To give you the best overview I have decided to cover the most worrisome and most common causes first, to be followed by some of the other origins of an itchy nipple.
Paget’s Disease Paget’s Disease (PD) is a rare form of breast cancer that can involve both the nipple and the aerola (colored area that encircles the raised nipple).
While it’s the common cause of nipple symptoms, it is the most worrisome. An itching or burning sensation of the nipple or aerola is a common initial symptom; it is often accompanied by a crusted appearance.
Nip Stick®, designed for joggers’ nipples, contains shea butter, jojoba oil, and beeswax.
Another reader successfully used Kiss My Face Lip Balm® containing canola oil, beeswax, lecithin, coconut oil, and other emollients on her itchy nipples.
The majority of AD remedies are topical treatments.
One might be prescribed a steroid cream or ointment.
Those who just had Paget’s of the nipple (not invasive breast cancer) were selected for the cone-shaped excision.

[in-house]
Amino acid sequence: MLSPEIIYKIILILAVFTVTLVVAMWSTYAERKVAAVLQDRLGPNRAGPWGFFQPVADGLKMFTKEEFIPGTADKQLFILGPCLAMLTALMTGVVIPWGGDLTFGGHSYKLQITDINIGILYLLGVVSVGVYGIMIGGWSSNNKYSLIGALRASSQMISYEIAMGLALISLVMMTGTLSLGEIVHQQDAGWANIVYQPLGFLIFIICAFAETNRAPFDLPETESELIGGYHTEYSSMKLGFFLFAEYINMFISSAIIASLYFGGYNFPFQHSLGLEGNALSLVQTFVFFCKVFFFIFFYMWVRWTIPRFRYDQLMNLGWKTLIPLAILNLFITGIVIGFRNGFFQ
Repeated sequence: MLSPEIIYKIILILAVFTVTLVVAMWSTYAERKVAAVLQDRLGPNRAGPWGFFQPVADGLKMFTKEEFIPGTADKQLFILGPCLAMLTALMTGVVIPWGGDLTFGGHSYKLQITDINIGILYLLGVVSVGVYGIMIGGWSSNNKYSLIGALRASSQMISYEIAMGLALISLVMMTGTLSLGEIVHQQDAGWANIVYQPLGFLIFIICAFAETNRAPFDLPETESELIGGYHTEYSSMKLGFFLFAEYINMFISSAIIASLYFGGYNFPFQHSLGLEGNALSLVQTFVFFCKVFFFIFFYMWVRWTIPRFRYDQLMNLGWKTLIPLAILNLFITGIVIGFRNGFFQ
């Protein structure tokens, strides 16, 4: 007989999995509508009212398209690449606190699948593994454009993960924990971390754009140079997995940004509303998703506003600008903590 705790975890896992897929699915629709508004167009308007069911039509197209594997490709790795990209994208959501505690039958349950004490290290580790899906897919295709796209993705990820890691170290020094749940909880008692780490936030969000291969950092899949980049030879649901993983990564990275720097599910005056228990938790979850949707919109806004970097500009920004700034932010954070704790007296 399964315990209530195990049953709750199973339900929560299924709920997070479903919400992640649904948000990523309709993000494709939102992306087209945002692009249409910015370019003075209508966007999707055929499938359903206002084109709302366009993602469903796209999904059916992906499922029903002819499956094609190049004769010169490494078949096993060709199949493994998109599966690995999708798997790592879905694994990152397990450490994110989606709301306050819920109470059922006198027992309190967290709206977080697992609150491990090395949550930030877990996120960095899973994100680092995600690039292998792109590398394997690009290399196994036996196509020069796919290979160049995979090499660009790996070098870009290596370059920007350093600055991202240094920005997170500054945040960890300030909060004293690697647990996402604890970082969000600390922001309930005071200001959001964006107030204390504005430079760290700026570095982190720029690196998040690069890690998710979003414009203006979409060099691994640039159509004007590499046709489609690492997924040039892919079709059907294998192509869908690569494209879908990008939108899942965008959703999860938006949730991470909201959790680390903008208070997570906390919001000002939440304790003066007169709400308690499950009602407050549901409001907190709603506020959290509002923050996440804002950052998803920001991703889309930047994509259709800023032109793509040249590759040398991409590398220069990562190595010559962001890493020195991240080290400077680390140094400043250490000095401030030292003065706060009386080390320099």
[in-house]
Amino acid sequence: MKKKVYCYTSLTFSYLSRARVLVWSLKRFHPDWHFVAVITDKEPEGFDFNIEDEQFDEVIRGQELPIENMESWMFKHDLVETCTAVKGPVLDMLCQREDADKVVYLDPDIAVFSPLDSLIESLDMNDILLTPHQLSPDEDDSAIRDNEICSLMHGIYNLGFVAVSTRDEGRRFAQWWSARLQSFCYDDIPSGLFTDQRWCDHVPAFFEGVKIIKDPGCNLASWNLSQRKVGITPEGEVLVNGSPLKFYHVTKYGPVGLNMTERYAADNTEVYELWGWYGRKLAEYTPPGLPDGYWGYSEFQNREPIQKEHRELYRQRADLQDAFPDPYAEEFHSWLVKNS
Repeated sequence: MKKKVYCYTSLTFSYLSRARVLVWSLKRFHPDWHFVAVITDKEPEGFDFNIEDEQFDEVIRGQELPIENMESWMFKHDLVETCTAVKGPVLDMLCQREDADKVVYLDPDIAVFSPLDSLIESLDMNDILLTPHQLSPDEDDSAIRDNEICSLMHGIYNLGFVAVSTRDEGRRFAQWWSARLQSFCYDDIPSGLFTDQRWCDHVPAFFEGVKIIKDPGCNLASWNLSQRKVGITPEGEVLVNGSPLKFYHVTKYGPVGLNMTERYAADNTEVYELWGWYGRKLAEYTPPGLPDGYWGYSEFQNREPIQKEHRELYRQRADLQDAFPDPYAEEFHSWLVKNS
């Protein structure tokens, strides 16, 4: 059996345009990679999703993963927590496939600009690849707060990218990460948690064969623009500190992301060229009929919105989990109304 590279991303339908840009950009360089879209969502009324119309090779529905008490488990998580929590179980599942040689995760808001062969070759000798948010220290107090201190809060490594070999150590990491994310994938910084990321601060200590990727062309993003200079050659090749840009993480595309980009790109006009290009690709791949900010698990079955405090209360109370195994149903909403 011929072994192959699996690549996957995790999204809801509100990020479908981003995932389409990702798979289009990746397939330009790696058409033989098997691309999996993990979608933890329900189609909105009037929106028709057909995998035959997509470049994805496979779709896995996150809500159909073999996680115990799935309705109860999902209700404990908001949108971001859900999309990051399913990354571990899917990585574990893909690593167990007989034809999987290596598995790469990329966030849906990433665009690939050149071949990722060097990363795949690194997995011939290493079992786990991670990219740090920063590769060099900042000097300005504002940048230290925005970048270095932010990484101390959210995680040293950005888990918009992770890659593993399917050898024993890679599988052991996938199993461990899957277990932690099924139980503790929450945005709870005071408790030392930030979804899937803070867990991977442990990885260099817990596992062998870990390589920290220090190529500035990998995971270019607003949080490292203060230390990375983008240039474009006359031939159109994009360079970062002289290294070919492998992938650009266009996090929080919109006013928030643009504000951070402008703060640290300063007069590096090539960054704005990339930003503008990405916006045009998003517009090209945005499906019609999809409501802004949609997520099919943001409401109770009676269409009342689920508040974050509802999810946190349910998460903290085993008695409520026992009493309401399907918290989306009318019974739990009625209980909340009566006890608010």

Those select patients with the breast conserving surgery had survival rates similar to those who were treated with mastectomy. That would be Atopic Dermatitis (AD), also known as eczema.
Atopic Dermatitis can appear in persons of all ages.
Since AD is thought to be due to a hypersensitivity reaction, persons may be more prone to develop AD if there is a personal or family history of allergies (e.g., asthma, hay fever).
Treatment for Paget’s disease is breast surgery, either mastectomy or a cone-shaped excision of the nipple.
One study from Sweden followed women for 12 years to see if mastectomy was necessary for all women with PD.
Avoiding known triggers is foremost, but keeping natural moisture in the skin is an important goal.